While several countries of Eastern Europe have local nuclear power stations, Poland has yet to join the bandwagon. A previous nuclear power project was stalled in the communist era of the 1980s.
The country is likely to decide on locations for two nuclear sites by the end of 2009.
However, it remains to be seen whether the proposals would be of an order of magnitude large enough for Poland to begin considering nuclear power as an alternative to coal-based power. Nuclear power could well remain one of several alternatives including natural and renewable energy resources to help wean the country off of coal.
Poland is currently involved in an off-territory project to develop a nuclear power plant in Visaginas, Lithuania.
The other two Baltic states, Latvia and Estonia, are also part of the four-nation project. Lithuania pledged to shut down a Soviet-era nuclear power plant by 2010 as a prerequisite for joining the European Union and plans to replace it with the proposed nuclear power station.
However, the four nations are yet to enter into agreements to formally forge the partnership. This is likely to happen by the end of 2009.
Lithuania has yet to determine the generation capacity of the proposed plant, which could reach 3,400 megawatts (MW). The project is expected to require an investment of more than $10 billion, and the first unit is likely to be constructed by 2016-18. The plant will supply power to all four nations. Estonia has also launched a feasibility study for development of a nuclear power plant, but has not arrived at a final political decision pertaining to nuclear power.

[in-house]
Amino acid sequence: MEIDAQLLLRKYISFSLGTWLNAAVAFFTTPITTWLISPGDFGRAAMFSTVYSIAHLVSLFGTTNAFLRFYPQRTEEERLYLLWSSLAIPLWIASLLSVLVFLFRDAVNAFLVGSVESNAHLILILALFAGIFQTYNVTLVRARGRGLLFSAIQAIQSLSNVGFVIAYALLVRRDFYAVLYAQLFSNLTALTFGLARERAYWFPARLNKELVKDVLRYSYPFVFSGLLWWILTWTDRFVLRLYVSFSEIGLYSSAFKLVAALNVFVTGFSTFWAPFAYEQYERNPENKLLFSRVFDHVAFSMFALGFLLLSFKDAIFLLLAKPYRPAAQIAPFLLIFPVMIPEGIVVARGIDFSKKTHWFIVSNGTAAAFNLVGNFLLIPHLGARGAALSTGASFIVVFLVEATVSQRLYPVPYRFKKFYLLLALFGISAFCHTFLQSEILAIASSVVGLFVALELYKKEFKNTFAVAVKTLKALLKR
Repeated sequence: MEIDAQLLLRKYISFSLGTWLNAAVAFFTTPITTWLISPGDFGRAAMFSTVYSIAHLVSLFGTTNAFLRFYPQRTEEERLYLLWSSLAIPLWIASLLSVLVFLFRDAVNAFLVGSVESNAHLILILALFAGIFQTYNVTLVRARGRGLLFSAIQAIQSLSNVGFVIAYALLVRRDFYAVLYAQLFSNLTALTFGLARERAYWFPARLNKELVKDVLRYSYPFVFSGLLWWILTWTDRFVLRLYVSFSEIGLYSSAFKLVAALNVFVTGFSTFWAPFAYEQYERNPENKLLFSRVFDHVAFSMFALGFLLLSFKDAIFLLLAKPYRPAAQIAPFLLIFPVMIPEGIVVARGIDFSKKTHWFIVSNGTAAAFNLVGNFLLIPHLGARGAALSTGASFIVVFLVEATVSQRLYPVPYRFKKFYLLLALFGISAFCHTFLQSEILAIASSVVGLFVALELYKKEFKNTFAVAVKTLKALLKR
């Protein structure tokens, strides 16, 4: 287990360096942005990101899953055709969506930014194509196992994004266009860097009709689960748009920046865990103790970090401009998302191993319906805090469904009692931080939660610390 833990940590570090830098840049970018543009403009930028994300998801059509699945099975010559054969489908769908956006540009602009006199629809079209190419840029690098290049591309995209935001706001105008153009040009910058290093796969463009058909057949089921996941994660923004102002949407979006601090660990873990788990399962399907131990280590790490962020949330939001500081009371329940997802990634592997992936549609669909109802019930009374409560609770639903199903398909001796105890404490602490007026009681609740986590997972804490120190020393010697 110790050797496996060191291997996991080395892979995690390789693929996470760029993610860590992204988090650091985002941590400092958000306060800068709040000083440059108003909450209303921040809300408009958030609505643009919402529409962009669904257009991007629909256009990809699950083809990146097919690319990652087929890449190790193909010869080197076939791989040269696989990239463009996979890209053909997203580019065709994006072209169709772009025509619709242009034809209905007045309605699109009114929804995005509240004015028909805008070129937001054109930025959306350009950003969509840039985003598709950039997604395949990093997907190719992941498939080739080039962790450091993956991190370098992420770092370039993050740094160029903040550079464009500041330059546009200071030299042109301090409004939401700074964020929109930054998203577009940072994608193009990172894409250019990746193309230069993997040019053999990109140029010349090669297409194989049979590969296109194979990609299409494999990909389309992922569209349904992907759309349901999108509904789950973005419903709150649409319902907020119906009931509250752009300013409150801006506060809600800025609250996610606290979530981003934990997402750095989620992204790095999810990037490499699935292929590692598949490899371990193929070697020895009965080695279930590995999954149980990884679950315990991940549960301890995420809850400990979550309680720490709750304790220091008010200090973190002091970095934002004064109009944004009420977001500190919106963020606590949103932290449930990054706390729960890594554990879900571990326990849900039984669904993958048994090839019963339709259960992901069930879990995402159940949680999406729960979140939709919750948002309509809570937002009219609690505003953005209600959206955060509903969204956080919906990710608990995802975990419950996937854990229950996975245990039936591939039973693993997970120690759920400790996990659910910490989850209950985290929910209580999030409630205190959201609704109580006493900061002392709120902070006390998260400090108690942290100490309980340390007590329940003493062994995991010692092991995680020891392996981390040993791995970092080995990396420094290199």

Coal-fired thermal power plants generate 94% of Poland's energy, making it the world's second most coal-dependent country after South Africa. The country has 105 coal-fed power-generation and heating plants. While the country has rich coal reserves that are estimated to last for more than a century, the country is deficient in other fossil fuels. Poland also does not enjoy favorable conditions to make an extensive transition to hydroelectric power or other renewable sources of energy such as wind farms.
Poland is likely to veto the E.U.'s goals for 2020 that involve reduction of greenhouse gas emissions by 20% from the levels in 1990, increasing the use of renewable energy to 20% of each nation's total energy consumption, and the reduction of overall energy use by 20%. Carbon-dioxide emission levels from Poland are twice the E.U.'s average levels of emissions.
According to the European Nuclear Society, 197 nuclear power plants currently operate in Europe with a total installed capacity of 170,000 MW. More than one-third of this is generated by France, which has 59 nuclear reactors in operation. Ongoing projects include the development of 14 nuclear power plants in five European nations with an aggregate capacity of 13,000 MW.
In Asia, CLP Holdings Limited, one of the two electricity producers of Hong Kong, is currently assessing the feasibility of investing in two nuclear power projects with an aggregate capacity of 2,000 MW. The firm currently holds a 25% equity stake in a joint-venture nuclear power project at Daya Bay in Shenzhen, China, with China Guangdong Nuclear Power Holding. CLP Holdings is looking to top up the share of renewable sources in its energy portfolio from more than 5% at present to 20% by 2020.